Q&A with C.B. Brooks, MD

The surgeon/firefighter/police officer/scuba divemaster/golfer/amateur comedian explains why we should trust our personal brain radars

A physician and orthopedic surgeon for 30 years, specializing in hand and microsurgery, C.B. Brooks, MD, has also had a 19-year firefighting career, as well as 5 years as a police officer, 26 years as a scuba diver—the last 11 as divemaster—and 10 years as a parent. And that’s just getting started for the first-time author, who also notes his other “careers” as bagpipe band drummer, standup comedian, greenskeeper and golfer.

It’s through the lens of these varied experiences that Brooks wrote Trust Your Radar: Honest Advice for Teens and Young Adults from a Surgeon, Firefighter, Police Officer, Scuba Divemaster, Golfer, and Amateur Comedian.

In an exclusive interview with EMS World, Brooks talks about the importance of developing personal brain radars, and how we can use them avoid making the same mistakes over and over. Read more at www.TrustYourRadar.com.

How long have you been writing, and how did you come to publish Trust Your Radar?

This is my first book and it started in an unusual way. I was playing golf with another surgeon and we were talking about the problems people—including other doctors—manage to get themselves into. Since we were on a golf course, we called these problems “the sand traps of life.” I remember saying, “Someone should write a book showing people how to avoid them!”

That was before I added my EMS, fire and police careers. It was during these that I saw people continually making the same mistakes over and over, hitting into the same big sand traps of life. I never expected to be an author, but the perspective I gained from these careers put me in a position to write this book, and hopefully help upcoming generations.

You’ve had a unique career—surgeon, firefighter, police officer, scuba divemaster; what are some of the situations you’ve experienced or seen where people should have trusted their radar and didn’t that you describe in the book? What lessons can teens—and adults—take from those experiences?

Before you can trust your radar, you have to do a few things. First is to identify it—it’s your brain functioning optimally, not some vague intuition or sixth sense people like to babble about.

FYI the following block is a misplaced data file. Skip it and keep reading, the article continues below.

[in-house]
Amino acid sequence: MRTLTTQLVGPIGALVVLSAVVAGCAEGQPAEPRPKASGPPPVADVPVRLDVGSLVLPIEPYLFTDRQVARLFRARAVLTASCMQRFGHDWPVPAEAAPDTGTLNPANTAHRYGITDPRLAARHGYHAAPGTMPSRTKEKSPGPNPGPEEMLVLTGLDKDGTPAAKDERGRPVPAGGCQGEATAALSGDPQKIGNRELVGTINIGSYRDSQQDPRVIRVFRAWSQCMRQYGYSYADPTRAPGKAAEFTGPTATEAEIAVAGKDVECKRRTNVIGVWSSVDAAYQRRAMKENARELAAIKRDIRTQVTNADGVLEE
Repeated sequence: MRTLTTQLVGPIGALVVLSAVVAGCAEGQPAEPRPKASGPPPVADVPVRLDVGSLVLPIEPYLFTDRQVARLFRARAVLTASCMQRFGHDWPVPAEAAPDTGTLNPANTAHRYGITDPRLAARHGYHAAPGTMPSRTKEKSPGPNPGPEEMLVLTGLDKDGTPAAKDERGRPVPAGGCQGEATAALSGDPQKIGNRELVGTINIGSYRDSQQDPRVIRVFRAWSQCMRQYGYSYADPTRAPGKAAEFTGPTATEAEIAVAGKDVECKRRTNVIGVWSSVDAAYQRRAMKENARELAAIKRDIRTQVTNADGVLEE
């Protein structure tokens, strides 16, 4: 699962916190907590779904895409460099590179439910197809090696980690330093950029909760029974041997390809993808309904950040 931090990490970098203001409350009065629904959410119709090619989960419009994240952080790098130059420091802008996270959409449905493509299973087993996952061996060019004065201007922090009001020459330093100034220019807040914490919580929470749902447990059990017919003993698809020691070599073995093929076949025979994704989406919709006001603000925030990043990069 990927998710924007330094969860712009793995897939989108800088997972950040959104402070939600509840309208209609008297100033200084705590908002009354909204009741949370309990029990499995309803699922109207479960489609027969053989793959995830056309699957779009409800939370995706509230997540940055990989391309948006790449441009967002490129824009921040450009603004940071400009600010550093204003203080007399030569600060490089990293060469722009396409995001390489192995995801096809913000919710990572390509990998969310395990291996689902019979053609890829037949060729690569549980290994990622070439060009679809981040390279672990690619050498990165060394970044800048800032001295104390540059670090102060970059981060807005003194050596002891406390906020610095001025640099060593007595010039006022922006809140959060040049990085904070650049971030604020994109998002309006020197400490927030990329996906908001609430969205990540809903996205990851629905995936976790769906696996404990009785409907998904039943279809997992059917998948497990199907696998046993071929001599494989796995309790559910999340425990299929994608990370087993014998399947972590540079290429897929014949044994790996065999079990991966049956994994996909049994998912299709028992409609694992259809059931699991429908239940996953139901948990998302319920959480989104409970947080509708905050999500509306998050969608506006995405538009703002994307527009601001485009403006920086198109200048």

Second, train your radar in key areas. The book stocks your memory bank with information on health, personal finance, safety, getting organized, relationships and how to evaluate people—with clues on identifying toxic personality disorders.

And lastly, meet the Radar Jammers—they have the power to turn down or turn off our brain radars. Some are well known, like alcohol, drugs, peer pressure, infatuation, anger or multitasking. Others are surprising!

Here’s an example where people haven’t learned our simple strategy for alcohol use.

SURGERY STORY—I’ve cared for many people who had a bad experience with a power tool. This usually happened during their work with drills, routers or circular saws. But I began to notice a second subset of patients who seemed to sustain these devastating injuries in the early evening. After some questioning, it became apparent that a common after dinner (and thus after drinking) activity, would be to go into the garage and fire up the table saw. The table saw is a ruthless predator that does not differentiate between wood and fingers. Operating one with your radar turned down is like announcing, “Pookie, I’ll be in the garage playing with the Tasmanian Devil.”

What kind of advice would you offer EMS professionals on how to reach out to teens in their community to help make a difference?

The EMS profession sees the tragic results of some major brain Radar Jammers—alcohol abuse, drugs, excessive speed and multitasking while driving. If EMS workers could tell young people about these before the tragedies occur, we’d be way ahead.

Instead of thinking about formal school presentations, just start talking to teens where you see them—while covering school football games, at the fast food places, at community events, etc.

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